Spurgeon has learning experience Delmarva pitcher gained 'confidence, comfort' in '98

September 07, 1998|By Kent Baker | Kent Baker,SUN STAFF

This was the season that pitching became an art form for Jay Spurgeon.

"Last year I got a feel for it," said Spurgeon, a Delmarva Shorebirds right-hander whose season ended last week with a heart-breaking 2-1 defeat to Hagerstown in the Single-A South Atlantic League playoffs.

"This year I got confidence and comfort. I think Schmitty [pitching coach and ex-Oriole Dave Schmidt] has been the biggest influence because he's been in every situation and has a really good philosophy."

Spurgeon learned well from Schmidt, finishing the regular season with six consecutive victories, an 11-3 record and 2.64 ERA. And he wasn't even supposed to be in the rotation.

"He started as a long reliever and didn't figure to get a lot of quality innings," Schmidt said. "But when his chance to start came, he seized it."

"Jay was our most consistent pitcher the second half. I had no reservations about putting him out there any time," manager Dave Machemer said.

Spurgeon, 6 feet 6 and 220 pounds, is a northern Californian who was originally drafted by Houston in 1994, but didn't sign after being taken on the 27th round.

"They wanted me to hit," said Spurgeon, an outfielder in high school who didn't pitch. "I wasn't sure what I wanted except to have the college experience. I knew I'd have the chance to be drafted again after a couple years."

He didn't pick a bad place to have that experience, the University of Hawaii. The outfield was his home for one year, then he was shifted to the mound.

"But I never did get a lot of innings my last two years there [52 total]," he said. "If I wasn't doing the job, they didn't leave me out there."

There was never any doubt he'd sign with the Orioles, who took him on the eighth round last summer. At Rookie League Bluefield, he began his pitching education and struck out 32 in innings, primarily relying on a fastball.

"That was all I had before," Spurgeon said. "But this year my changeup came along and slider got a lot better. I'm not afraid to throw either one in any situation."

Triple-A Rochester

The Red Wings failed to salvage a .500 record despite a late five-game winning streak and had their first losing season since 1994. They needed to win three of their last four to have their 12th 70-win year in the past 13. P. J. Forbes was above .300 all season until a final-week slump dropped his average below that mark. Willis Otanez was the only Red Wing on the International League All-Star team. He was chosen at designated hitter while ex-Orioles farmhand Scott McClain was chosen at third base. Bobby Munoz was not selected despite a 1.12 ERA, 19 saves and seven earned runs allowed all season. The addition of Ryan Luzinski gave Rochester 107 player moves for 1998. Only Steve Montgomery, Gavin Osteen and Bo Dotson were with the team all year.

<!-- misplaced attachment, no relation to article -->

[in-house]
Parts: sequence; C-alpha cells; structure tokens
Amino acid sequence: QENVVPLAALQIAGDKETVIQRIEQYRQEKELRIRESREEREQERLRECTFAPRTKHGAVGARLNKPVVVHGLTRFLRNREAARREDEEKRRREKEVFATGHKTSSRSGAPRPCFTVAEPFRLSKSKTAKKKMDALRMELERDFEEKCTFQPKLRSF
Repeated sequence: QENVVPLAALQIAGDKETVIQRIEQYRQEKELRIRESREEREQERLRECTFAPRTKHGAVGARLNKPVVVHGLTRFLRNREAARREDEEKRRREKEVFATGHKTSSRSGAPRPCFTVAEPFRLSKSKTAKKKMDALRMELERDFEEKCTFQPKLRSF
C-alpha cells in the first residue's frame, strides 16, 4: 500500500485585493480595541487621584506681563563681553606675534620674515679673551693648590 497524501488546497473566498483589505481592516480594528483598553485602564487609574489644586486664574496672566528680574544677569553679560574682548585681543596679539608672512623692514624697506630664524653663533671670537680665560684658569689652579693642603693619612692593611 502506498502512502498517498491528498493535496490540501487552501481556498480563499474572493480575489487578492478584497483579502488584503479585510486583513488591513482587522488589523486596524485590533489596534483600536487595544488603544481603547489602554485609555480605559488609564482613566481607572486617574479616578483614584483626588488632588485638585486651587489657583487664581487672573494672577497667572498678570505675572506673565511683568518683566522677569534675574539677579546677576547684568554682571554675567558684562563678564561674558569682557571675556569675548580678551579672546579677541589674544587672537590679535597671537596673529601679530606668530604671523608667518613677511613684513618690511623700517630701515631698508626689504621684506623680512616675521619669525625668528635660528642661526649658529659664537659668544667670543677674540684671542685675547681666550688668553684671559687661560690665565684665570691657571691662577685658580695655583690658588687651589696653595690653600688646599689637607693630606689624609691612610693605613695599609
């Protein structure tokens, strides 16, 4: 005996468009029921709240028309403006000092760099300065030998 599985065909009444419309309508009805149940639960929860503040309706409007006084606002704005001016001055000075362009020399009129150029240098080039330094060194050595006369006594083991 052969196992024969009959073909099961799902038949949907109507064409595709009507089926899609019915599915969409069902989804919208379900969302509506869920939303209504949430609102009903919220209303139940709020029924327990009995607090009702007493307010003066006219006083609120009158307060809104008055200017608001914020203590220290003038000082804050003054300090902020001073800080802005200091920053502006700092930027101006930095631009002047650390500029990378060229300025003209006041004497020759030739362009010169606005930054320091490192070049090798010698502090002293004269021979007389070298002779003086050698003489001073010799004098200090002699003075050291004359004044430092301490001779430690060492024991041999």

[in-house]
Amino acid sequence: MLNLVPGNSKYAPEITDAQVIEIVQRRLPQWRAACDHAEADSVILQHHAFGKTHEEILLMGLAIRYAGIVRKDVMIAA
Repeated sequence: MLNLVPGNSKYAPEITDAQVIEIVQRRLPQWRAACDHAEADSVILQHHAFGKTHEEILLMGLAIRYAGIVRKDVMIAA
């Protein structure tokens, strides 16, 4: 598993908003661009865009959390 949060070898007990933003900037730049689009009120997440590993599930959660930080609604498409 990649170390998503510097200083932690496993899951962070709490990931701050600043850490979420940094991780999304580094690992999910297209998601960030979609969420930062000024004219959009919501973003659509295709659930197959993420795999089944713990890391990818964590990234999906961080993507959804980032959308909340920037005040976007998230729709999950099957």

Double-A Bowie

Calvin Pickering continued to garner honors, being chosen as Eastern League Most Valuable Player and Orioles minor-league Player of the Month for August. He batted .396 with 12 home runs and 34 RBIs with an .842 slugging percentage during the month. However, he did lose his Baysox's career home run lead to Johnny Isom, 32-31. Bowie was eliminated from playoff contention by division leader Akron, missing postseason play for the third time in four years. Matt Snyder pitched the team's first complete-game shutout since April 9, 1997, when Sidney Ponson did it. Augie Ojeda moved from shortstop to third base while Ryan Minor nursed a hand injury. The following players were added to the roster after their teams' seasons ended: Luis Matos, Carlos Medina, Jayson Werth and Eddy Martinez from Delmarva and Tim DeCinces from Frederick.

Single-A Frederick

The Keys closed a dreadful second half by winning 10 of 12 home games, but they were 2-15 on the road in August. Josh McNatt won his 11th game to join Snyder and Spurgeon as the biggest winners in the system. Joey Hammond (Thomas Johnson) became the first Frederick native to play for the Keys after Delmarva's season ended. He joined Shorebirds teammates Franky Figueroa, Darnell McDonald and Eddy Garabito in the promotion. Chris Bryant figures to finish third in the Carolina League in RBIs. He has three five-RBI games this year and 34 multi-hit games. Jordan Romero allowed six earned runs in 1 2/3 innings in his first start, then pitched to a 2.32 ERA over the next 42 2/3 innings.

Single-A Delmarva

Left-hander Matt Riley was chosen as the organization's Pitcher of the Month for August after compiling a 3-1 record, 1.17 ERA and striking out 45 in 30 2/3 innings. Opponents hit .173 against him. Figueroa knocked in 59 runs in the second half to finish tied for third in the South Atlantic League with 94 RBIs.

Pub Date: 9/07/98

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